For George and Eileen Anderson’s six- and eight-year-old boys, pictured here during a stop-over in Malta, the voyage from England to New Zealand in 1968 was full of wonders. The boys experienced a vicious storm in the Bay of Biscay which smashed up the grand piano, they saw flying fish swimming alongside the ship off the coast of Africa, endured the Australis’s onboard ‘school’ and were fascinated by the workings of the ship’s huge motors.
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Contributed by George and Eileen Anderson
1968: a depressing, overcast British summer. We – a just-turned-30 couple and our six- and eight-year-old boys – are on board the Australis, a Greek liner, former flagship of the American navy.
The ship sails a day later than scheduled. Was it to avoid Friday the 13th?
We are well into the Bay of Biscay when a storm strikes our vessel without warning. Deckchairs by the dozen are swept overboard, a grand piano smashes to matchwood in the ballroom and one passenger breaks a leg. There are many empty seats at mealtimes.
Gibraltar. Sunshine. The tiniest tugs, really just well-cushioned motorboats, fuss and push the Australis to her moorings. We – who have never gone beyond a day trip to Calais – look in awe at the Rock, the Barbary apes and across a no-man’s-land to the armed guards at the entrance to ‘Franco’s Spain’.
Down the coast of Africa. The wonder of hundreds of flying fish abruptly, simultaneously launching out of turquoise waves to soar airborne alongside our massive hull.
The ship’s newspaper, freshly printed in bright blue ink, is pushed under our door daily. Keep-fit classes for early risers. Later, school for all children – in theory. We discover our youngest wandering far below the passenger decks, fascinated by slowly pounding diesel motors. The cinema shows a different feature film every day – and an ill-advised documentary of New Zealand’s latest tragedy: the sinking of the Wahine.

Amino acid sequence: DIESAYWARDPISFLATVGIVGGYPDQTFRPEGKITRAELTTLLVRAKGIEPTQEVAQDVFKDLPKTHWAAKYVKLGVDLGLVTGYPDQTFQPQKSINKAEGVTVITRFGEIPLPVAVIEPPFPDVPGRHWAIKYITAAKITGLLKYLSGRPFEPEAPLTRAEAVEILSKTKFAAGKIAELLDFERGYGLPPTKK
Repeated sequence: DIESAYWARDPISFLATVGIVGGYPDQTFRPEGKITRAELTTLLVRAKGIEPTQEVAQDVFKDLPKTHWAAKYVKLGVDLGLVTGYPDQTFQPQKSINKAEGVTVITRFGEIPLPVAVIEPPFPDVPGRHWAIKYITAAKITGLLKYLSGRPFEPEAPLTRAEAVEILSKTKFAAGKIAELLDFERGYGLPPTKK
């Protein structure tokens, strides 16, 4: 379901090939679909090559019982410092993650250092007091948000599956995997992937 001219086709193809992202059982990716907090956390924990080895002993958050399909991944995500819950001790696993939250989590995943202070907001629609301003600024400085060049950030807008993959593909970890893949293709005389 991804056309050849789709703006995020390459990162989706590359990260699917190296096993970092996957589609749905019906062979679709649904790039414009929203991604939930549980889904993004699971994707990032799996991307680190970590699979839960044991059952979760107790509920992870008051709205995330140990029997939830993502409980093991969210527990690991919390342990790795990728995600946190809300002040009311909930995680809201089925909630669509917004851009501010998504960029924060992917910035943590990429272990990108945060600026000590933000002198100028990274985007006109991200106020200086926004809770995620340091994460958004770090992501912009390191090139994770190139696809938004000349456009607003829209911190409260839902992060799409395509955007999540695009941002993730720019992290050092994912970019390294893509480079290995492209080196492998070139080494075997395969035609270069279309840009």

An Olympic coach ties a rope around my waist; I learn to swim in the warmth of an on-deck pool. Holidaymakers returning to ‘Enzed or Godzone, mate’ tell us of life in New Zealand. We are sternly admonished not to whinge; we promise faithfully we never will. The couple in the next cabin quarrel loudly, bitterly, into the night.
Capetown. The bus to the foot of Table Mountain has seats for whites only. Up in the cable car, we look north into a vast African distance, the sky deep blue with a scattering of small clouds. An interminable voyage east across the Indian Ocean, chilled by a steady southerly wind from Antarctica.
Land. Fremantle, Australia. There’s time to be adventurous and take a train into Perth. A total stranger takes us around the city and nearby countryside in her VW Kombi.
Days later: Melbourne. Then Sydney, where Eileen’s uncle drives us to his citrus plantation and encourages us to settle in Australia.
But we sail on. Sing ‘Now is the Hour’ at the final concert. Exchange addresses (‘that’s how it’s spelled; goodness knows how you pronounce it’). Watch the morning sun turn the approaching grey landmass into an unbelievable emerald green.
Five weeks at sea comes to an end. A city – it must be Auckland – is suddenly ahead. Eileen’s sister will be there to meet us. Our Land Rover went ahead by cargo boat. The shipping agency has parked it at a now-expired meter. A ticket is under the wiper; one tyre is flat ...
Thirty-six years ago, we began a new life in a new land.
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